This paper presents new data on the global distribution of U.S. tech companies’ artificial intelligence labs and staff. It focuses on six companies—Amazon, Apple, Facebook, Google, IBM, and Microsoft—all of which have a history of conducting cutting-edge AI research and development. Our findings shed light on where these companies conduct AI R&D and why they select particular locations. This paper also addresses debates about the benefits and risks to national security of having U.S. companies conduct R&D abroad. On its own, new data will not solve these debates, but data is a prerequisite for nuanced policy discussions and cost-benefit analyses. To facilitate future research on the topic, we are releasing our new global AI labs dataset on CSET’s GitHub page.
Key findings include:
- Company AI labs are spread all over the world, especially in North America, Europe, and Asia.
- Media coverage frequently mentions “AI labs,” but not all companies conduct R&D along a “lab” structure. Amazon, for example, integrates its R&D with the work of its product teams and has no standalone labs. Apple, alternatively, does not release information about its R&D activities.
- For the four companies where we could find information on labs—Facebook, Google, IBM, and Microsoft—we found 62 labs conducting AI R&D. The majority of these labs (68 percent) were located outside of the United States.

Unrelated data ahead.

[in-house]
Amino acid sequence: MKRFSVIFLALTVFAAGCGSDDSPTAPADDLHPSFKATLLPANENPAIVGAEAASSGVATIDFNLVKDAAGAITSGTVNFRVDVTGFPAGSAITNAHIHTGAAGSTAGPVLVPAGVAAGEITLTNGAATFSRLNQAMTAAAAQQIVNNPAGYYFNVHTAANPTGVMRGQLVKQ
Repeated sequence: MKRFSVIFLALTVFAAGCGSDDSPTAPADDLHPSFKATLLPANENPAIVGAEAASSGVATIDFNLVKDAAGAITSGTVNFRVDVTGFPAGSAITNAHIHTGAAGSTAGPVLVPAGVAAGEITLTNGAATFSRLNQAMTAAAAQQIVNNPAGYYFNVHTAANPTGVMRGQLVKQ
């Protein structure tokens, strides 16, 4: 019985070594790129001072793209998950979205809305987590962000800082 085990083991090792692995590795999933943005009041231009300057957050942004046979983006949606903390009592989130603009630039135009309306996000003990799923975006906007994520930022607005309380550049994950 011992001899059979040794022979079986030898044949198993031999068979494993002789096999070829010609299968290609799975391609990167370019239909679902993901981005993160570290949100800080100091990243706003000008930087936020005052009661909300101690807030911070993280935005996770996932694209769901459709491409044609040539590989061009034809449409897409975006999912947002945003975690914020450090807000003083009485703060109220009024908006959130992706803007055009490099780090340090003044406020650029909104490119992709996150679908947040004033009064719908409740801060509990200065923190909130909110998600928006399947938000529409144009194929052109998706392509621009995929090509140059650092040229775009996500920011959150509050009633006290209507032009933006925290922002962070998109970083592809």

- European countries, mainly the United Kingdom and France, host 19 percent of AI labs in our dataset. Other common destinations were Israel and China (10 percent each) and India (8 percent). The only region in the world without any AI labs was Latin America.
- In contrast to AI labs, most company AI staff remain concentrated in the United States.
- Whereas most AI labs are located abroad, 68 percent of AI staff at these companies are located within the United States. The San Francisco Bay Area and the Seattle region—where the headquarters of five out of the six companies we focus on are located—host nearly half of these companies’ global AI staff.
- The companies combined have 500-plus AI staff in 30 locations across 15 countries. The main company hubs are almost exclusively in large cities, both at home and abroad.
- Companies mainly focus on AI research in North America and Europe, and on AI development in other regions.
- About 85 percent of labs in North America and Europe do some form of basic AI research, and less than 15 percent focus on development. In contrast, a large majority of labs in other countries, such as India and Israel, focus on applied research or development.
- Some companies’ labs appear to focus on research, whereas others focus on development. Most labs conduct multiple types of R&D.
- Companies decide to conduct AI R&D abroad for multiple reasons, but access to global talent appears to be the dominant factor.
- According to company statements and industry analysts, the main reason that companies set up AI R&D labs abroad is access to talent. Other reasons include cost savings, as well as market access and product adaptation.
- Media reports and economic studies suggest U.S. immigration restrictions are associated with U.S. companies’ global expansion. Our findings similarly suggest that immigration restrictions push companies to set up AI labs abroad. At the same time, overseas expansion is unlikely to stop entirely even if U.S. immigration policy became less restrictive.